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06 OBW 2.5, 05 Forester, had 03 H6 OBW
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5,966 Posts
I have a 2002 Outback wagon with the H6 and I feel that there is an issue with the transmission. I posted about it in the gen 2 forum but it got nowhere but I have more information anyway. When the car goes to over 55 the torque converter locks up. My first question is if it is supposed to unlock upon deceleration or does it stay locked. When I lift my foot off the gas pedal the RPMs hold, the torque converter stays locked as the car coasts. I feel bumping as I slow down, like the transmission is downshifting. I am not sure if all this is normal or not, nor do I know what is wrong with it if it isn't normal. When the torque converter doesn't unlock and I take my foot off of the gas pedal the RPM's immediately drop off. I am wondering if the torque converter is not unlocking properly. If someone could explain to me how the car is supposed to act I could get a better hold on the situation.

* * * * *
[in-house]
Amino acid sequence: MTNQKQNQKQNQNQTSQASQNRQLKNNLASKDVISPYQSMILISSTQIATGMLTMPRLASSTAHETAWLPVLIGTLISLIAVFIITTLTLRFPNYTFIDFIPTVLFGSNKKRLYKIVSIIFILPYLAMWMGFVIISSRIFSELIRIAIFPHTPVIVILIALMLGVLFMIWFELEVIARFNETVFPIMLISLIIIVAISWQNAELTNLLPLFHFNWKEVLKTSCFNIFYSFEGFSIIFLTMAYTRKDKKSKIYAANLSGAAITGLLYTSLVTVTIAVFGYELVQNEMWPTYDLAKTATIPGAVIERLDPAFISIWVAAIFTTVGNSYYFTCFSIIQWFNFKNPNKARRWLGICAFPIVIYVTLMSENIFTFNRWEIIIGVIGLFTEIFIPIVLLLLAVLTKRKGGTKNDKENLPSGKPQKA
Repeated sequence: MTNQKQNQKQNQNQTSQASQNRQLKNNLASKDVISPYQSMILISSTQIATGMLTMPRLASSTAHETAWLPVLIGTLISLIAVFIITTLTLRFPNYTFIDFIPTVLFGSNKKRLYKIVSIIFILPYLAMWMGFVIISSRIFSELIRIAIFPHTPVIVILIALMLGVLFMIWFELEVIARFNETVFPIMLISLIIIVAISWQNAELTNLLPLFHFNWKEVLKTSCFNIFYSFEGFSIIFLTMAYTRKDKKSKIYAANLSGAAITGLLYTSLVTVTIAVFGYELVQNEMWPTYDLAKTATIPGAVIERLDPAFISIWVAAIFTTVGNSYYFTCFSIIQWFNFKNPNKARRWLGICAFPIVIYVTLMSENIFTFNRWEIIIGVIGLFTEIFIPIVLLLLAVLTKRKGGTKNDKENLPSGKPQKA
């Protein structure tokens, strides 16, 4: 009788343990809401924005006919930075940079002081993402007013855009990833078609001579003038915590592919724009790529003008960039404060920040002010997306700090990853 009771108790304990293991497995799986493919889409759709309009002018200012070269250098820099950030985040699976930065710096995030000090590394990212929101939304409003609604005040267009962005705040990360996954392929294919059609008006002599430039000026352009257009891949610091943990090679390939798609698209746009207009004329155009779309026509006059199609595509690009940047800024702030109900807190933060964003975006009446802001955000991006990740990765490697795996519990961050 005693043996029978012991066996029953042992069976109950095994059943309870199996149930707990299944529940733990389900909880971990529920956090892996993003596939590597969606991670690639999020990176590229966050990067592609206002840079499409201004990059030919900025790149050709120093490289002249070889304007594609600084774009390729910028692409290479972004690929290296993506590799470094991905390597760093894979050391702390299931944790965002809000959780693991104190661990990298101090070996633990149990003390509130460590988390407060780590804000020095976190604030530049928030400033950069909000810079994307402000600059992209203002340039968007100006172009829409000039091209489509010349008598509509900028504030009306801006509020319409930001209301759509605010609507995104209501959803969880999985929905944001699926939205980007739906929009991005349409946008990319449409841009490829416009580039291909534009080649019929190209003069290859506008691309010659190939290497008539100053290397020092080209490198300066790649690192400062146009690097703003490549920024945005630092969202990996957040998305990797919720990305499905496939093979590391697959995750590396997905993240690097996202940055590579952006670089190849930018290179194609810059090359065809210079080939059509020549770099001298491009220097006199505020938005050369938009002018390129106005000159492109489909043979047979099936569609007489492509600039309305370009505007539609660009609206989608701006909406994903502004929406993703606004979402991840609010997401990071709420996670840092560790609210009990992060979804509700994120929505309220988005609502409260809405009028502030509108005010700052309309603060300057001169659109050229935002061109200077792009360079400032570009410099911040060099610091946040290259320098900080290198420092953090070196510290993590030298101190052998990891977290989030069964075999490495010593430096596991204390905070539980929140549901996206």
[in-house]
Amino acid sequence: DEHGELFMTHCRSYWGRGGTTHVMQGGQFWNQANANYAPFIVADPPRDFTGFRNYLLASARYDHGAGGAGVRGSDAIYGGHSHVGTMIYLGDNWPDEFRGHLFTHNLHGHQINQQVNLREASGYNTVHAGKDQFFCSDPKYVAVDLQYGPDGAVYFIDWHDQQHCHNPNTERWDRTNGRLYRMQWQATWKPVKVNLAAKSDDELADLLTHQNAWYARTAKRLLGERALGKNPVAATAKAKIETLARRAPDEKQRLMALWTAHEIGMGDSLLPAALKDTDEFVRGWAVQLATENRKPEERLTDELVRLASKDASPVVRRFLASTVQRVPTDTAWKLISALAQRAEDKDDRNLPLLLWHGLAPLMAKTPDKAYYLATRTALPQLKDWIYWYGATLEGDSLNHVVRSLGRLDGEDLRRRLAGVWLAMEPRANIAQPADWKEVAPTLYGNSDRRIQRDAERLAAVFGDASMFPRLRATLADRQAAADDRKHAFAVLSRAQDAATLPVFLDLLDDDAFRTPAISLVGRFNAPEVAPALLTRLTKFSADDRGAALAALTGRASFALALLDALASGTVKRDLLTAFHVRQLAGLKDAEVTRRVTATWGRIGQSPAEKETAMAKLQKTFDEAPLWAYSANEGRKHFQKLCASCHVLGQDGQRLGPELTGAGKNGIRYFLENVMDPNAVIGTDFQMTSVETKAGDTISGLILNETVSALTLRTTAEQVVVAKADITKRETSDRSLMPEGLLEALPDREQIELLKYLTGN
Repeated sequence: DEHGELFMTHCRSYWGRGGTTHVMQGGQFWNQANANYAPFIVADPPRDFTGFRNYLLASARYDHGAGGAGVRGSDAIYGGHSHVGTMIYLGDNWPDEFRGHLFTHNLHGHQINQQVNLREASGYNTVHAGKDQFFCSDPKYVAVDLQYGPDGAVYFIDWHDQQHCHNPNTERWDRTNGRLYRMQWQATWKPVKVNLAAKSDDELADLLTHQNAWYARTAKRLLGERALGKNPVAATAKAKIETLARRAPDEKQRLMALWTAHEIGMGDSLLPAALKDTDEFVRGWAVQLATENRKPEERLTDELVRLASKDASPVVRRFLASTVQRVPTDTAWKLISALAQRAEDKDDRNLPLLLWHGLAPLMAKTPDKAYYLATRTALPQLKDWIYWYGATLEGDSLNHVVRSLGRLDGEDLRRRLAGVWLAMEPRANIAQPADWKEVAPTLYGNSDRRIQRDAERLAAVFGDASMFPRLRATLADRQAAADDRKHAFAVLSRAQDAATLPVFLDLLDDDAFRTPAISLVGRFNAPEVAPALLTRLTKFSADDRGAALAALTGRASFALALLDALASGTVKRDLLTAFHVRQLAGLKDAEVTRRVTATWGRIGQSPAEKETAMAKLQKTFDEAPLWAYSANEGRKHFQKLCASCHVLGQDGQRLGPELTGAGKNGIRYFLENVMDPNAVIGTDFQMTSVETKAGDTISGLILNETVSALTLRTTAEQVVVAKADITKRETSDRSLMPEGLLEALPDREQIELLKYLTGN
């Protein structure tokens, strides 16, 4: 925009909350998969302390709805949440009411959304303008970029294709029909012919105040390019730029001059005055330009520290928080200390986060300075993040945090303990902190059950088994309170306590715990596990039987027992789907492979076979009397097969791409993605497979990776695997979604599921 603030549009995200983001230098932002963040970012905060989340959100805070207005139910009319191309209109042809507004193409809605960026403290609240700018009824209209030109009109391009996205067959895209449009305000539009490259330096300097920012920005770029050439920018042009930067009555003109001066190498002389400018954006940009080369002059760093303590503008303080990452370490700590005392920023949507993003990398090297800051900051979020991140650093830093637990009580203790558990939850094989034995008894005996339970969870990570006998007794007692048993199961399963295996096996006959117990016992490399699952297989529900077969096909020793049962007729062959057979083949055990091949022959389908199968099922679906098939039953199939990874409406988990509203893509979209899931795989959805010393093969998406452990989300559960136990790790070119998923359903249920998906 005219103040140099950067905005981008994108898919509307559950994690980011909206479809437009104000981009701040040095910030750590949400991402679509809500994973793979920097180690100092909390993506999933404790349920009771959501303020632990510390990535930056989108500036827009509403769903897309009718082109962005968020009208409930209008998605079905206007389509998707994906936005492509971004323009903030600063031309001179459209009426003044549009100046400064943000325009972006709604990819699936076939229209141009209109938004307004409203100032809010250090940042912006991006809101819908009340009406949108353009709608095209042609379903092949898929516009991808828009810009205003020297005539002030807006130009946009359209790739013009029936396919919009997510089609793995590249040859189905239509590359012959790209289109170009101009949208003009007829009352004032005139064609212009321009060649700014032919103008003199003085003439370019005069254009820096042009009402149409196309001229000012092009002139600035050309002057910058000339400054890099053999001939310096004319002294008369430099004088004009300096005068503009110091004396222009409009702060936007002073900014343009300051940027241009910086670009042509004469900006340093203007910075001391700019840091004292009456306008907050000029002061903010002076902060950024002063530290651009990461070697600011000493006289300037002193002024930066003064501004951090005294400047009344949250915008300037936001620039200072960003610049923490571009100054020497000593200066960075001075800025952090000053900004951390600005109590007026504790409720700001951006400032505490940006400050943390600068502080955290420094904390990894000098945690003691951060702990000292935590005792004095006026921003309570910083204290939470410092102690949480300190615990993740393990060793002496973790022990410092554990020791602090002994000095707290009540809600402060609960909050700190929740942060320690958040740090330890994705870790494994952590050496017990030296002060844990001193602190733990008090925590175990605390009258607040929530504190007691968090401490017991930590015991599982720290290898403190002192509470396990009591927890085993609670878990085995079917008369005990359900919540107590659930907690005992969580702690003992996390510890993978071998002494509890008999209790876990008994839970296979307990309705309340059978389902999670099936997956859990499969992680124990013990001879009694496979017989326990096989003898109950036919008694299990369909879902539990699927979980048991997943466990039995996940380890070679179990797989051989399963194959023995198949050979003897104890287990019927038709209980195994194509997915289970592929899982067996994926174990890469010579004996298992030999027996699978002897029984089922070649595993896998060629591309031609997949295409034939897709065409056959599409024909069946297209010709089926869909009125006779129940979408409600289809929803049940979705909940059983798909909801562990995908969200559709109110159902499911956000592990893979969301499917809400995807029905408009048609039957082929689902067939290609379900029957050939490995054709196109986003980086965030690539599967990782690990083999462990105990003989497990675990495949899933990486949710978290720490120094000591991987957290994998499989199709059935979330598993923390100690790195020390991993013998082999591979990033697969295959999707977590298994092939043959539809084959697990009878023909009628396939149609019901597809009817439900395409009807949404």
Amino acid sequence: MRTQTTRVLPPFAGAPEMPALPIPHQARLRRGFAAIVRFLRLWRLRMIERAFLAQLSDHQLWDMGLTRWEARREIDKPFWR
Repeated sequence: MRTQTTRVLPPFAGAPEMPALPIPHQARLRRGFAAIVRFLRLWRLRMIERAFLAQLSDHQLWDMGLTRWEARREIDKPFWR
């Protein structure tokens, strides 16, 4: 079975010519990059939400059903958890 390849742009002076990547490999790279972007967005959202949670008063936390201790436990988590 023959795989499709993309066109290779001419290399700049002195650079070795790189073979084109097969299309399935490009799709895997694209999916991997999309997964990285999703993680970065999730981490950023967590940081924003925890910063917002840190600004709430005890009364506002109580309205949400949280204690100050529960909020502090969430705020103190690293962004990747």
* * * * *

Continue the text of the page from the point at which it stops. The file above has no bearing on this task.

On my '03 ****** the converter stays locked as I decel, not sure if it unlocks when the car downshifts while coasting down, but it doesn't downshift while coasting until the revs get down to idle speed. Doesn't clunk while coasting down, though.

Wasn't the weird trans problem I had, but if the throttle position sensor is getting wonky the trans doesn't know what to do, and that is a known 'wear item' on these cars.

It can be checked with an ohmmeter or just replaced without too much effort.

I do know the TCU seems to benefit from disconnecting the battery and clearing all the learning once in awhile.
 

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2002 Subaru Outback H6 L.L.Bean
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298 Posts
Discussion Starter · #4 ·
Thanks guys. I wish I had a Subaru scan tool or that program to see what's up with it. I think that after Dave's comment the trans isn't acting that different. I'm going to try flushing it out and putting dex vi in it and seeing what that does. If it isn't better my money is on one of the solenoids acting up. I checked the tps pretty good with my scan tool and while I know they commonly go bad I think mines ok. Any one else who can explain how this car and trans act on decel and braking please do so.